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Rights groups say new evidence suggests Sri Lanka war crimes against Tamil Tigers

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Andrew Caballero-Reynolds/Reuters

(Read caption) An army soldier guards a group of armored personnel carriers on the water front in Colombo Wednesday. Sri Lanka was supposed to mark the first anniversary of the end of its war against the Tamil Tigers with a large parade in Colombo, but had to postpone it indefinitely due to heavy rain.

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A daily summary of global reports on security issues.

Two independent human rights groups published reports this week accusing the Sri Lanka government of war crimes during the final months of its war against the Tamil Tigers, which ended last May.

In its report published Thursday, Human Rights Watch (HRW) offered a series of photos showing a man, identified as a member of the Tigers' political wing in the city of Jaffna, apparently being held by Sri Lankan forces. In the first two photos, he is bloodied but alive and tied to a tree, surrounded by what appear to be soldiers. In the subsequent photos, he is shown lying against a rock, apparently dead, with additional injuries to his head and torso.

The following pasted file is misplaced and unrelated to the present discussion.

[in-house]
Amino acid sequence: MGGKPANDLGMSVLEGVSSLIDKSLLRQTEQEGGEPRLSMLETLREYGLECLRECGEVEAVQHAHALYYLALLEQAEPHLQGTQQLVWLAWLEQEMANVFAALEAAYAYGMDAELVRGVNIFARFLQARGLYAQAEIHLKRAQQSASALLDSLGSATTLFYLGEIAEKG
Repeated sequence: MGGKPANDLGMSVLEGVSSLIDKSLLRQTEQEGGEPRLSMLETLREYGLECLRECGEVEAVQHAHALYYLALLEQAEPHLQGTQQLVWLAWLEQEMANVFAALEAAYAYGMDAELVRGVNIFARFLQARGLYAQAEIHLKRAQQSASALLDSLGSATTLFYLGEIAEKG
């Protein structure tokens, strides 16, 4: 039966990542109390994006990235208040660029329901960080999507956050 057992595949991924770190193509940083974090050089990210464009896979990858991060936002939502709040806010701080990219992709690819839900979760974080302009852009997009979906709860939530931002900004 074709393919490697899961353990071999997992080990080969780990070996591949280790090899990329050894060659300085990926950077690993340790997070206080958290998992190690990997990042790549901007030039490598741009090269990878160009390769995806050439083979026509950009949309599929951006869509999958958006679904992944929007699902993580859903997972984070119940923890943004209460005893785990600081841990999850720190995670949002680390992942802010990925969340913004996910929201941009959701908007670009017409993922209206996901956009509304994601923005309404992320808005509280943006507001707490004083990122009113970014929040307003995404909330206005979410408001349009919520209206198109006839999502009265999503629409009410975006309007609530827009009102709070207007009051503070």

HRW writes that while the photos do not prove that the man was summarily executed while in custody, "the available evidence indicates that a full investigation is warranted." HRW also cites several photos of dead female Tiger members, which raise concerns that the pictured women might have been abused or mutilated by government forces.

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